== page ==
FINANCE BOSS EXPOSED AS BUNNY BURGLAR
Finance executive’s bizarre drug-fuelled offending targeted bunnies
A once high-flying Kiwi businessman appeared to have all the trappings of success. But he was also behind what was described as one of Australia’s worst cases of animal cruelty. Then in 2016 pet rabbits started to disappear from hutches in suburban Auckland. After more than two years of fighting through the courts, the Herald on Sunday can reveal Fergus McMahon’s bizarre story.
‘There is no case similar to this ’
Judge Ema Aitken
Aformer finance executive has been caught stealing rabbits from Auckland’s suburban backyards late at night.
The Herald on Sunday can also reveal he is the same businessman who was jailed and later acquitted in Australia for what was described as “one of the worst-case scenarios of aggravated cruelty to animals”.
Now Fergus Rebel McMahon, 51, will be monitored and kept on a nightly curfew to prevent the bizarre offending from occurring again.
His New Zealand case, which the Herald on Sunday can report today after fighting a legal battle to lift a more than two-year blanket suppression order, began in 2016 when at least 15 rabbits went missing from huts and cages around Auckland.
Police released CCTV footage of one of the thefts in September that year in the hope the public could help them find the bunny thief.
When officers caught the offender they didn’t imagine he would be the director of a finance firm.
They also could hardly have imagined he was Brendan Francis McMahon, the person responsible for what a Sydney magistrate called “one of the worst case(s)” of aggravated animal cruelty in Australia.
During the mid-2000s, McMahon was arrested after dead or dying animals — some of which had been skinned — were found in and around his downtown Sydney office.
At the time, McMahon helped to manage Meares-McMahon Capital, a financial planning and mortgage brokerage, with Jason Meares, the brother of Australian model and fashion designer Jodhi Meares.
The allegations against McMahon included the torture and mutilation of 17 rabbits and a guinea pig.
He also faced a charge of bestiality, but this was later withdrawn.
McMahon was jailed for 16 months in July 2006 but the New Zealandborn man’s Australian convictions were later quashed on appeal due to mental illness, which was triggered inpart by his drug use.
After McMahon returned to Auckland he changed his name from Brendan to Fergus as he resumed his finance career.
He eventually began working as the director of project finance at Property Finance Partners in 2016, but he relapsed and began to use drugs again, while his predilection for rabbits also returned.
McMahon started contacting the owners of rabbits, who were either breeding or selling them, online.
Then, late at night, he would sneak on to their property to take the animals from cages and hutches.
He did this to eight animals over an 18-month period as 22 separate properties across Auckland were burgled.
One pet owner who was targeted told the Herald on Sunday: “I heard this human noise from my window at one o’clock in the morning or something and the thought crossed my mind — bunny burglar?”
But she dismissed the idea because she wasn’t a breeder.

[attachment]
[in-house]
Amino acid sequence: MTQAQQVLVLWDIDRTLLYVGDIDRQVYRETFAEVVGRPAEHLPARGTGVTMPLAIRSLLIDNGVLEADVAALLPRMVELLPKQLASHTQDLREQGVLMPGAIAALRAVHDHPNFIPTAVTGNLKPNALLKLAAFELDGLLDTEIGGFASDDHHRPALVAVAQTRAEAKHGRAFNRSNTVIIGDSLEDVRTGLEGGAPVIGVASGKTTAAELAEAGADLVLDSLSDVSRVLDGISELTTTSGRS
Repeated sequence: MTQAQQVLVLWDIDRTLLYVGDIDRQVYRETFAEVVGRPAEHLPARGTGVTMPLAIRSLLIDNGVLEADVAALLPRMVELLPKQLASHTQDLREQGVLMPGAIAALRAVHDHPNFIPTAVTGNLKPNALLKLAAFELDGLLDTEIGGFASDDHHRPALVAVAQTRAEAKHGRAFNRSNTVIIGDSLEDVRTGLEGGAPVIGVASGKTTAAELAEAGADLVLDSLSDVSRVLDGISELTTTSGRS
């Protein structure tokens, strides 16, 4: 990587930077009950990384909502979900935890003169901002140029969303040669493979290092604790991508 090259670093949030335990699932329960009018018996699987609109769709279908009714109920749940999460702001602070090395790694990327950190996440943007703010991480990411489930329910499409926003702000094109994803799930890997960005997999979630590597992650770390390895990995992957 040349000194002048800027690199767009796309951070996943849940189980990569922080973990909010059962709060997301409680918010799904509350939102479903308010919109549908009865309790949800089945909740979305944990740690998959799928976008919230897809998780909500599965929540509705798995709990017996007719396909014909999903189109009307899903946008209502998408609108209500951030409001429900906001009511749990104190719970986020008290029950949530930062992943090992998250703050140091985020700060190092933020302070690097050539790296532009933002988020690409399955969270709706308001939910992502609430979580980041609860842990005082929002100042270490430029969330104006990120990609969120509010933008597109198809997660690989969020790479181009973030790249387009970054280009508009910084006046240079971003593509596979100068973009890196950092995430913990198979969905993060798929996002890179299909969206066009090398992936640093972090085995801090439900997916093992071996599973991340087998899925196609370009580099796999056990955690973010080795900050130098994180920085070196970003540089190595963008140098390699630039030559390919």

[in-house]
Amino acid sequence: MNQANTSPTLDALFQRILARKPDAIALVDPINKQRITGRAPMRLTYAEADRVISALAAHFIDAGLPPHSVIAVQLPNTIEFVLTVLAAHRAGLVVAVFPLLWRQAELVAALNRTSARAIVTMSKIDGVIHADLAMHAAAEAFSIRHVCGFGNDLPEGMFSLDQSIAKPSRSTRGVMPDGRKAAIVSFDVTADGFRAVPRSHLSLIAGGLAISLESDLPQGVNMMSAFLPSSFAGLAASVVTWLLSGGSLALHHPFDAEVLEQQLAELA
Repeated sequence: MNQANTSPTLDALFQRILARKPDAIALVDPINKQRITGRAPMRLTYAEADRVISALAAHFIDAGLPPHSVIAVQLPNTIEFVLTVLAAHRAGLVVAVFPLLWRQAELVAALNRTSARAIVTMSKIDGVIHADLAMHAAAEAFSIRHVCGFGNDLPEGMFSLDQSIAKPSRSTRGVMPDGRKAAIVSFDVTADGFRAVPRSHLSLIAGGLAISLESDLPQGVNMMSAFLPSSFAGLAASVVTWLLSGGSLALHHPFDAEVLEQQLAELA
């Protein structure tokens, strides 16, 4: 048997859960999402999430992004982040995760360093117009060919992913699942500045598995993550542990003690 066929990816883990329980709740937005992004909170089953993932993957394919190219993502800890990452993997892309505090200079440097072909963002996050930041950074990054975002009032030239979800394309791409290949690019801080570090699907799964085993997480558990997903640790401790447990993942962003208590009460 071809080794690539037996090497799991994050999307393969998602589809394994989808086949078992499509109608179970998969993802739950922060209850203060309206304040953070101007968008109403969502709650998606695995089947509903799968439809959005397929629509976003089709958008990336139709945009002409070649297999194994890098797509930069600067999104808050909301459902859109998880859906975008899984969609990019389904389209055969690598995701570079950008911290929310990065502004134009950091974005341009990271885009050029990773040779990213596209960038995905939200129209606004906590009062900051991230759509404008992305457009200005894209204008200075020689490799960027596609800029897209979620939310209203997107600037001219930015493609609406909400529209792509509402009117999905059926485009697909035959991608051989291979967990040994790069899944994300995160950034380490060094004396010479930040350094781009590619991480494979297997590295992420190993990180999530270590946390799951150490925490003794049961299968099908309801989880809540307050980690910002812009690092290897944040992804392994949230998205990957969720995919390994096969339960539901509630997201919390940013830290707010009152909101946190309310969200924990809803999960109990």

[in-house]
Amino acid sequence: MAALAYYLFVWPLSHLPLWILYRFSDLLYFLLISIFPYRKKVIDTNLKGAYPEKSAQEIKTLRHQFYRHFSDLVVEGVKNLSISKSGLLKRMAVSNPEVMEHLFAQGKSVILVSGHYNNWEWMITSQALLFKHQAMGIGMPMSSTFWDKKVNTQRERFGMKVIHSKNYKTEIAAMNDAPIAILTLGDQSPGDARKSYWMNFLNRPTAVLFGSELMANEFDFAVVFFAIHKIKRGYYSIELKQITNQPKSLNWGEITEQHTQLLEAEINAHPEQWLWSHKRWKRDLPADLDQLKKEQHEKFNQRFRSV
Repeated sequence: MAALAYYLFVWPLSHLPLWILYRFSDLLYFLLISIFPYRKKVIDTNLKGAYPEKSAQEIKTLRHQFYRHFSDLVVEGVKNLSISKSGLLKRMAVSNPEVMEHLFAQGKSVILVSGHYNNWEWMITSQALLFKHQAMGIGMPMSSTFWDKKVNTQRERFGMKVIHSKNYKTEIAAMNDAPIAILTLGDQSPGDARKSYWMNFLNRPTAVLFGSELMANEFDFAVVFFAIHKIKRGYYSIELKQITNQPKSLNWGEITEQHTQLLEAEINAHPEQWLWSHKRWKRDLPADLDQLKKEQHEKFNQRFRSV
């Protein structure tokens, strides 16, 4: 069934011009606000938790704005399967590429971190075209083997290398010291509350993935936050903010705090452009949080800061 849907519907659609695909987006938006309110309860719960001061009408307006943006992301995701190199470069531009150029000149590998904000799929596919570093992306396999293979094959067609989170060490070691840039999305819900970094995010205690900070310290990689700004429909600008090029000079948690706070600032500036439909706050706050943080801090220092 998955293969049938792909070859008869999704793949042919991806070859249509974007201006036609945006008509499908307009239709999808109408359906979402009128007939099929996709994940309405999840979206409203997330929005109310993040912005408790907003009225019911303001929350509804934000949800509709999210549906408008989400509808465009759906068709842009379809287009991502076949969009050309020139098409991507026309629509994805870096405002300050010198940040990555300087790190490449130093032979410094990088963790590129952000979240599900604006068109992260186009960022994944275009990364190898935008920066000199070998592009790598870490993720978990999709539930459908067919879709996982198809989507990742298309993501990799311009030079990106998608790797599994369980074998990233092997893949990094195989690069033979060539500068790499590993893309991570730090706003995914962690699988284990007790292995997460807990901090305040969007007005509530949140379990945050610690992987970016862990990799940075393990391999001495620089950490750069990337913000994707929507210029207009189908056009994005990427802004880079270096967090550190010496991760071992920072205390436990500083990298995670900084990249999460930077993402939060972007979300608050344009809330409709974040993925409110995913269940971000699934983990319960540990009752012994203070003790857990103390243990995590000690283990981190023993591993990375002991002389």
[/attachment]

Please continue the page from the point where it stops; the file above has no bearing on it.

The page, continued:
“Then I heard the squealing of my rabbits,” she recalled. “I woke my partner up.”
McMahon stole four rabbits that night, but a rabbit named Lucky survived. “[The police] came straight away, which we knew was something a bit weird as well, for them to come so quickly for rabbits,” the owner said.
“You stole rabbits,” Judge Ema Aitken said, when sentencing McMahon in the Auckland District Court in May this year.
McMahon insisted he released the animals into the wild, believing he was liberating them from their hutches or from their owners.
But the court also heard he has little recall about what exactly happened when he stole the rabbits and struggled to determine “what was real and what was not”.
Some of the victims also became aware of McMahon’s Australian case and feared the worst for their pets, while others have now increased security around their homes.
“There was behaviour that took place in Australia that could be broadly described as similar,” Judge Aitken said. “However, they were allegations of much more serious conduct involving the harm and death of rabbits.”
She said there “is no case similar to this Mr McMahon”, and turned to cases of rustling and multiple burglaries for legal guidance when sentencing him.
“This was obviously premeditated and well-planned offending,” Judge Aitken said, adding that the key driver to the offending was McMahon’s methamphetamine use.
From May last year McMahon was a resident at Odyssey House as he attempted to curb his drug addiction.
“It would appear that you have made significant gains in terms of your rehabilitation,” Judge Aitken.
But the judge said she had to “denounce and to deter [McMahon’s] offending” and protect his victims.
In all, McMahon pleaded guilty to 11 charges, eight of which were representative for 22 instances of burglary.
He also faced two other theft charges for stealing rabbits and one count of careless driving.
Judge Aitken sentenced him to four months’ community detention, with a nightly curfew, and 15 months’ intensive supervision. She said this “should give the community some comfort that the authorities will know where you are at night”.
McMahon was also ordered to pay $2735 in reparations to the victims and convicted and discharged on the driving charge. He has other historical unrelated convictions.
The authorities will know where you are at night. Judge Ema Aitken
Fergus Rebel McMahon